Posted by hyperpat on May 8, 2008
Just how is a consensus opinion about the quality of any particular book formed? And what impact does that opinion have on the book’s sales?
First I think we should look at the intended audience. Most books are not written to try and appeal to everyone. This is obviously true in terms of ‘genre’ books, but it is also true of those written as ‘mainstream literary’ works – the audience for this type of book is just as limited. Often there is very little crossover between books that appeal to, say, an SF fan, and one that targets potential Pulitzer prizes. ‘Best Sellers’, by definition, appeal to a larger proportion of readers than other books, but they still won’t appeal to everyone.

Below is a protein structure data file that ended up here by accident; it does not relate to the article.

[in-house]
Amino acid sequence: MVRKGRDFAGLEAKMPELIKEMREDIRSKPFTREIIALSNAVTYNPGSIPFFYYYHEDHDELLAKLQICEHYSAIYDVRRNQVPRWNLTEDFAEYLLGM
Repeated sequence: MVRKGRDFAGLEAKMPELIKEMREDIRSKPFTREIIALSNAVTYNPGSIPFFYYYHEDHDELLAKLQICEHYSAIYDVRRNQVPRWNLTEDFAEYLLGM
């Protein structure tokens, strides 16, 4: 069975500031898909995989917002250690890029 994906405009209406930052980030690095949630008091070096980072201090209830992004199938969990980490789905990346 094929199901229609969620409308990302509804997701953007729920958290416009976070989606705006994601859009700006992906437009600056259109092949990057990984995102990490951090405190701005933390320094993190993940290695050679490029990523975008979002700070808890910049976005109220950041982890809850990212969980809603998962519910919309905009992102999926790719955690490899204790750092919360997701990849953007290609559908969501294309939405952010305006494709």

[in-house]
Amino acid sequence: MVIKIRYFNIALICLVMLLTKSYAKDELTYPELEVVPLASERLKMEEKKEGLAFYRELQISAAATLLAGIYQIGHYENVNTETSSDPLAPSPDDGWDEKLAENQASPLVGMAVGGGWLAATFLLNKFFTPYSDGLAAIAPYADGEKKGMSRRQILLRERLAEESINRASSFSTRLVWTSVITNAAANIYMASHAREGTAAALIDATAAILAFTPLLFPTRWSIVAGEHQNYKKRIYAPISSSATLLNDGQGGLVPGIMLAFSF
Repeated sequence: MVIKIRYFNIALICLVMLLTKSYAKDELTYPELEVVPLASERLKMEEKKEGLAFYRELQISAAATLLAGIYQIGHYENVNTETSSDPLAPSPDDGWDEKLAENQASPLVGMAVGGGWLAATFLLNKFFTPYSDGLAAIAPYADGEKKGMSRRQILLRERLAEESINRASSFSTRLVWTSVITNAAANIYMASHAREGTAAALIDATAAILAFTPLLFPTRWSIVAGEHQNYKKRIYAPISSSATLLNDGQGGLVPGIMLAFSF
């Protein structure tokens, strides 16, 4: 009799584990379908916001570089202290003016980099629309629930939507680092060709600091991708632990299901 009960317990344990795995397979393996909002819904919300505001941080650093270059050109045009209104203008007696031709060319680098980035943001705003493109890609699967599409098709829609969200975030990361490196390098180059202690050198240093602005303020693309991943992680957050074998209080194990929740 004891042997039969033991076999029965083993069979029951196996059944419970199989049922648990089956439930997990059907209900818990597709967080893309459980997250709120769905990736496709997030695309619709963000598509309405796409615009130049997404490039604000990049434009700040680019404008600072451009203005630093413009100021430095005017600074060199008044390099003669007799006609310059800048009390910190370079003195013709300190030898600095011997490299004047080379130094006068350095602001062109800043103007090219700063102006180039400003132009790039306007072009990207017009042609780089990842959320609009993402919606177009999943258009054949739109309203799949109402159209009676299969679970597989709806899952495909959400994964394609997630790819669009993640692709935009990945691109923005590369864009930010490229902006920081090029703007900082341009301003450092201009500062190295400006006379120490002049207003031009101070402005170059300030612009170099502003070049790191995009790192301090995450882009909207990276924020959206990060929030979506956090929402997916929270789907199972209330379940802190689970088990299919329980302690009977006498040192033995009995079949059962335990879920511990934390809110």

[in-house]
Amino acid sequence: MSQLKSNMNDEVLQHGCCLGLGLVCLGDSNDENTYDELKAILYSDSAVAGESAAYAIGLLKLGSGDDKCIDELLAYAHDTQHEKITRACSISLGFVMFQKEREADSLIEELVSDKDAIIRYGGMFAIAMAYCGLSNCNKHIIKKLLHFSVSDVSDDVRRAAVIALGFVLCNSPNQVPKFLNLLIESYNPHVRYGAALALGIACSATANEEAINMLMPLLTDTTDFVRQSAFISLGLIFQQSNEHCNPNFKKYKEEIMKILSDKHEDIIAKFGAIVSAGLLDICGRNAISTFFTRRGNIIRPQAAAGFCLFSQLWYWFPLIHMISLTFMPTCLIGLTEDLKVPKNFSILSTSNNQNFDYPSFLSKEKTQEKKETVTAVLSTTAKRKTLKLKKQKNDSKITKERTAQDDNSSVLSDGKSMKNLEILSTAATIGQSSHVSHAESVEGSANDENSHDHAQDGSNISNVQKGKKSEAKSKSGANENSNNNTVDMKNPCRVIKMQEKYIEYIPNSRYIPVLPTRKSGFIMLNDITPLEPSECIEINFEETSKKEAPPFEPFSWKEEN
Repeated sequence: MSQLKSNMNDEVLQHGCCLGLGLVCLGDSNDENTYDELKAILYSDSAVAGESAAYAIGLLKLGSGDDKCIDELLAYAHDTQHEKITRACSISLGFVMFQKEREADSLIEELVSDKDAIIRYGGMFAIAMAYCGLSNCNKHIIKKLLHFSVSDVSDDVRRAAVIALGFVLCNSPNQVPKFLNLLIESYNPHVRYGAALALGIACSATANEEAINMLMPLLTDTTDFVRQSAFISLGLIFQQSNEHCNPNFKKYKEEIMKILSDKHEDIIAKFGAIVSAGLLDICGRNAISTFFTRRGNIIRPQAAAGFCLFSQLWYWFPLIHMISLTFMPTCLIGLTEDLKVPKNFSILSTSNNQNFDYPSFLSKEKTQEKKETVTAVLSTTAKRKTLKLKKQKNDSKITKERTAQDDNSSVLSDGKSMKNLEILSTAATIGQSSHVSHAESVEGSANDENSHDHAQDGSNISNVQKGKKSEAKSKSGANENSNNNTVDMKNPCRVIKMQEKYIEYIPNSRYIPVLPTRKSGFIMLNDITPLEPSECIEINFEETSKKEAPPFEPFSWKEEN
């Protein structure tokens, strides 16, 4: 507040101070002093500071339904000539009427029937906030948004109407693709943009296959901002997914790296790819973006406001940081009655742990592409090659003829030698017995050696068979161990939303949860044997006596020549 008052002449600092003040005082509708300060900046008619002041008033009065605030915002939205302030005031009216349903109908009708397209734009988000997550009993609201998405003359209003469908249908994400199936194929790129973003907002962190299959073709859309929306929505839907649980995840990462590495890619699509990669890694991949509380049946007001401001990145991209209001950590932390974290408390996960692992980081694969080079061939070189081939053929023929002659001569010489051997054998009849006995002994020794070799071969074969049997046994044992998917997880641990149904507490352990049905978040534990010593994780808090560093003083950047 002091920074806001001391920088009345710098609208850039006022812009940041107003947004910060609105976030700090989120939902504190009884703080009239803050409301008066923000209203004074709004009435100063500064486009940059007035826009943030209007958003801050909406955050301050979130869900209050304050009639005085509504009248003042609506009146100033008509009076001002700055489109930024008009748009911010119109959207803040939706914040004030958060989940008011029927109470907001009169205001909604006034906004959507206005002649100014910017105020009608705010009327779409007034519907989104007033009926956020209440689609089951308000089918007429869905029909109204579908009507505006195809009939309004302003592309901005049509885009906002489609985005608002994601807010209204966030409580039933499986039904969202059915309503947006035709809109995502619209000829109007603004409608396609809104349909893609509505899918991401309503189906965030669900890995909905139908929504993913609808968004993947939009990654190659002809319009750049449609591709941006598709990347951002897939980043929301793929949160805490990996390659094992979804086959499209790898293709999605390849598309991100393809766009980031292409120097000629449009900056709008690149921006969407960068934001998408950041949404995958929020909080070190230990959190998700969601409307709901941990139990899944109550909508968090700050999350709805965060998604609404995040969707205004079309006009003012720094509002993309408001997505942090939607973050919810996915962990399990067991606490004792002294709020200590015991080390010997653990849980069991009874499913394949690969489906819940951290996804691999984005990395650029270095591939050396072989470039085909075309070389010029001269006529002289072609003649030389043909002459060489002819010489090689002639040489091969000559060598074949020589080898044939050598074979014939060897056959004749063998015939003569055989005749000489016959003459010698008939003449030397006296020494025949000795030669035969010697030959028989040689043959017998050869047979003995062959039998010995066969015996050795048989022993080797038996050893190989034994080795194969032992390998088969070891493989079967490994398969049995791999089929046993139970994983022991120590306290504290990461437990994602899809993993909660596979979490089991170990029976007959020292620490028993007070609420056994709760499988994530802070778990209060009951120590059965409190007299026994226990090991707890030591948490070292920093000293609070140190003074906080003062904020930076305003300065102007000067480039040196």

But within its target audience, each book eventually gathers some form of opinion about just how good (or bad) it is. How? It used to be that the word about new books was disseminated via a very limited communication method, reviews in newspapers, magazines, and journals by professional reviewers. Often libraries would base their purchase decisions on those reviews. Only after the book had been out for some time would there be any feedback from Mr. Average Reader by way of word of mouth to their friends and co-workers, and which books Mr. Average Reader looked at was at least partially influenced by those same professional reviews or by the book’s availability at the library. This made it quite difficult for new authors who didn’t immediately wow the professional reviewers to get much notice (or sales), unless their publisher really pushed to market the book (not something most publishers did with unknowns). On this basis, it’s quite probable that books were published in years gone by that deserved a wide audience, but never got a chance. Of those that did get noticed, it would often take years for a book that only received initial lukewarm reviews to start to gather a reputation for being something that should be put on everyone’s reading list. Within all of this, literary awards played a significant role. Books that won Pulitizers or Booker awards were almost guaranteed best-seller status, and a lot of attention from literary scholars. Winning one those awards, though, was then (and is now) something of a crapshoot, as the judges for these awards are a small number of people, each of whom has their own biases, likes, and dislikes. What appeals to this limited group of people may or may not appeal to a larger audience, giving these awards a somewhat limited utility as a guide to Mr. Average Reader – but because they are award winners, that reader is much more likely to give the book a try. More significant, though, is winning such an award gives the book a ‘marker’ about its quality. And it is the accumulation of such markers that eventually define its literary reputation.